No, the thing is very close to you, in your mouth and in your heart, to observe it. (Devarim/Deuteronomy 30:14)
The title of this parsha translates to "those who stand" or "the ones standing." There are a lot of things in Nitzavim that still have resonance, from the exhortation to "Choose life," to the divine promise that if the Jewish people are faithful, they will be gathered back together in the land of Israel. The covenant is between both those who stand at Sinai and those not yet born.
I find the title of this parsha very stirring--a reminder that the covenant is an agreement to pray on your feet, ready to act. To stand up for something. And the covenant is made not only with those who stood at Sinai, but those who come after. But more than that, it's made not only for those who stood at Sinai, but for those who weren't standing there as well--in affirming the dignity and worth of every human being, made in the divine image; in insisting that laws should apply universally, not just to members of an in-group; and in setting an example for law that is aspirational, that strives to build a better society and not merely regulate an existing one.
Join us at 9:00 am this Saturday for coffee, donuts, and what's always a lively discussion.
Want to know what other Jewish thinkers are saying about this parsha? Wikipedia has an incredible treasure trove of geekery about the weekly portion, laying out everything from the number of Hebrew letters in the parsha to summaries of classical commentaries. Prepare to go down a very deep rabbithole.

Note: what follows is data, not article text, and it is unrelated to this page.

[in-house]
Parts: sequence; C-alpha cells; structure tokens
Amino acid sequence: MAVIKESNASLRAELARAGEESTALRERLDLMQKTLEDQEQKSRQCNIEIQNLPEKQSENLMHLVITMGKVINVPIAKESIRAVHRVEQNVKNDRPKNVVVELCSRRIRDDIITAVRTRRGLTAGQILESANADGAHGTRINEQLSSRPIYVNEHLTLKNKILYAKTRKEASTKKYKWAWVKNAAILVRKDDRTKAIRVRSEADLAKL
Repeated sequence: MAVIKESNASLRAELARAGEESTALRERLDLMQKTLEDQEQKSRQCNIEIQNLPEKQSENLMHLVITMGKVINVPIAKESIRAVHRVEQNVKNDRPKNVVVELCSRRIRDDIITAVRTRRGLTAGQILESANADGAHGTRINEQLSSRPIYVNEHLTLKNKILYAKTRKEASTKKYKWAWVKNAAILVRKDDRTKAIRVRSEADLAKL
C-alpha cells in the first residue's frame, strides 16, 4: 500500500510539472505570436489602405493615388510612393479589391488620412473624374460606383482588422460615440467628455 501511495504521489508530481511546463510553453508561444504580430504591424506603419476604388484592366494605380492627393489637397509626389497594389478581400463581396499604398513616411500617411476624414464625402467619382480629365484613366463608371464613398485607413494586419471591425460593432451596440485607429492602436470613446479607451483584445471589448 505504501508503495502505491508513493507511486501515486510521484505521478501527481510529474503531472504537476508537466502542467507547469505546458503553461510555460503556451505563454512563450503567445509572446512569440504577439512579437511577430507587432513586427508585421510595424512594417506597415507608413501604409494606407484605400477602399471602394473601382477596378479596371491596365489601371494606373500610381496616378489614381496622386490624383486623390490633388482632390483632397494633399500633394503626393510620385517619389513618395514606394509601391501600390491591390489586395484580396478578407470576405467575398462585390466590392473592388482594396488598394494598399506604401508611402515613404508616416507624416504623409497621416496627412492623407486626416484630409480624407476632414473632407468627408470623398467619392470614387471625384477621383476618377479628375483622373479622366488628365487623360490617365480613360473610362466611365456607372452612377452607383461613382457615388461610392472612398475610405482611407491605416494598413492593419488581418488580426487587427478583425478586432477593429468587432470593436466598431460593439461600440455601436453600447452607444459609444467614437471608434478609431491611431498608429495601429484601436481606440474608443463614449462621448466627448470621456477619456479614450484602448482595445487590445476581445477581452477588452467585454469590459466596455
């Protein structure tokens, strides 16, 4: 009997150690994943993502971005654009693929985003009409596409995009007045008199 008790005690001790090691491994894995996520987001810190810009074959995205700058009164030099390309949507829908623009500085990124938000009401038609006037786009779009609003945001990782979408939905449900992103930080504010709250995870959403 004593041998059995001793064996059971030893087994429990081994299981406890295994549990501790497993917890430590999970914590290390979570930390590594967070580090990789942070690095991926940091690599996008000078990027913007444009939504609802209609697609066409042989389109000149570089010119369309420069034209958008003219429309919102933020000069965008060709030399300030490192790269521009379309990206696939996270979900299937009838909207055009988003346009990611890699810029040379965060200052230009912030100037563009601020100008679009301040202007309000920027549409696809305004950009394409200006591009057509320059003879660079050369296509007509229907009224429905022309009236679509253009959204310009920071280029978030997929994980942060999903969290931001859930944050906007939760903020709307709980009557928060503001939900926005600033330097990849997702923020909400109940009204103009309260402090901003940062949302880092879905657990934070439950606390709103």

Sefaria is an amazing free resource--an ever-growing library of Jewish texts in both Hebrew and English. In addition to the Hebrew text and translation, it provides the text of most of the classical commentaries (not all of which have been translated... yet). The parsha is one of the first links on the main page.
Rabbi Rick Jacobs, the president of the Union for Reform Judaism, does a podcast called Ten Minutes of Torah--perfect for when you're time-constrained. The Union for Reform Judaism has a whole page of resources for the parsha, ranging from beginner's guides to pieces on the contemporary relevance of the portion. The Women of Reform Judaism site has a glorious archive of the entire text of The Torah: A Women's Commentary divided up by parsha.
My Jewish Learning has a summary of the portion, the parsha itself and the haftorah, and commentary.
For a Reconstructionist take, visit Reconstructing Judaism's weekly learning page.
T'ruah, the Rabbinic Call for Human Rights, has a weekly d'var that looks at the parsha as a starting point for contemporary political issues.
The World Union for Progressive Judaism has a parsha commentary archive.
Keshet's Torah Queeries page provides commentary from an LGBTQ perspective (search on the portion name).
The Jewish Theological Society (the Conservative Branch seminary) provides weekly commentary at JTS Torah Online.
Yeshivat Maharat, the first Orthodox yeshiva to ordain women, has a collection of Divrei Torah written by women and organized by parsha, on its site.
Limmud, a 35-year-old grassroots Jewish learning event that started in the UK and has become an international phenomenon, maintains an archive of commentaries.
Liberal Judaism's Thought for the Week provides concise but thoughtful analysis of the portion.
Rabbi Lord Jonathan Sacks, Chief Rabbi Emeritus of England, engages in profound commentary on the weekly portion in Covenant & Conversation.
InterfaithFamily puts out an animated Torahlog including contemporary reactions, poetry, folk music, and Jewish scholarship on the parsha.